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Engine Order Telegraph
Ship telegraph for pilot to communicate with the engine room on display at museum.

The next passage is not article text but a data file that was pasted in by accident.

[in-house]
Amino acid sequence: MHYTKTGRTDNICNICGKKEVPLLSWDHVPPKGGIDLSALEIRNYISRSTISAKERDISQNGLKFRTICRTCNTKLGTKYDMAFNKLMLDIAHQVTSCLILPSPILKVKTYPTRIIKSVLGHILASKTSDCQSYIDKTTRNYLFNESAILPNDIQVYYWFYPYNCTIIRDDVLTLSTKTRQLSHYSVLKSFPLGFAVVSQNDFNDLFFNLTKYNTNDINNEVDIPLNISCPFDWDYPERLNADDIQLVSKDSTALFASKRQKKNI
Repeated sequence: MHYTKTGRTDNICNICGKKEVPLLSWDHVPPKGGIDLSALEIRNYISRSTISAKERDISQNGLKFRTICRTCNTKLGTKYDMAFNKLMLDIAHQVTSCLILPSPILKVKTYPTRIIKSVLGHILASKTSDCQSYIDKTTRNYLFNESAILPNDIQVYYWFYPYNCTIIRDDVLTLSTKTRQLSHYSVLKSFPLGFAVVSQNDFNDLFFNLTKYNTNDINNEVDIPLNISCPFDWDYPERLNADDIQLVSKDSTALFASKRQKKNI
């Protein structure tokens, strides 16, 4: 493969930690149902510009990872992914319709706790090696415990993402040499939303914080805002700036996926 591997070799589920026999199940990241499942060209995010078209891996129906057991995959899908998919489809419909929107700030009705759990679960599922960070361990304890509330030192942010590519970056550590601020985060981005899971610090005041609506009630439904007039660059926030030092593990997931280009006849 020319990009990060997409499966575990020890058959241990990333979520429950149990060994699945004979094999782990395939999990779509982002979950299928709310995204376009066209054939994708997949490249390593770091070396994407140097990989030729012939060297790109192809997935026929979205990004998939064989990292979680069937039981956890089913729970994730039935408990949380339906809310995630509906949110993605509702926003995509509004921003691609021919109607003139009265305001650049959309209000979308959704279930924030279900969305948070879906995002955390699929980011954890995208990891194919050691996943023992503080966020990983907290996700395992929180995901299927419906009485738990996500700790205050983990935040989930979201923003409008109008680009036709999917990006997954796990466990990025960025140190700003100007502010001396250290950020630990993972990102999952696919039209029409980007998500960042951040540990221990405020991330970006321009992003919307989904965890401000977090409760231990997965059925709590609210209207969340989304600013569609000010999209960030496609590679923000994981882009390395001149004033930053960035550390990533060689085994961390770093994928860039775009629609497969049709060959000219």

Seen here is an engine order telegraph or E.O.T. This communications device was used on a ship by the pilot on the bridge to order engineers in the engine room to power the vessel at a desired speed. In early vessels, from the 1800s until about 1950, the device usually consisted of a round dial about nine inches in diameter with a knob at the center attached to one or more handles, and an indicator pointer on the face of the dial. Traditional E.O.T.s required a pilot wanting to change speed to "ring" the telegraph on the bridge, moving the handle to a different position on the dial. This would ring a bell in the engine room and move their pointer to the position on the dial selected by the bridge. The engineers hear the bell and move their handle to the same position to signal their acknowledgment of the order, and adjust the engine speed accordingly. Such an order is called a "bell." Railway Coastal Museum. 2004.0048.

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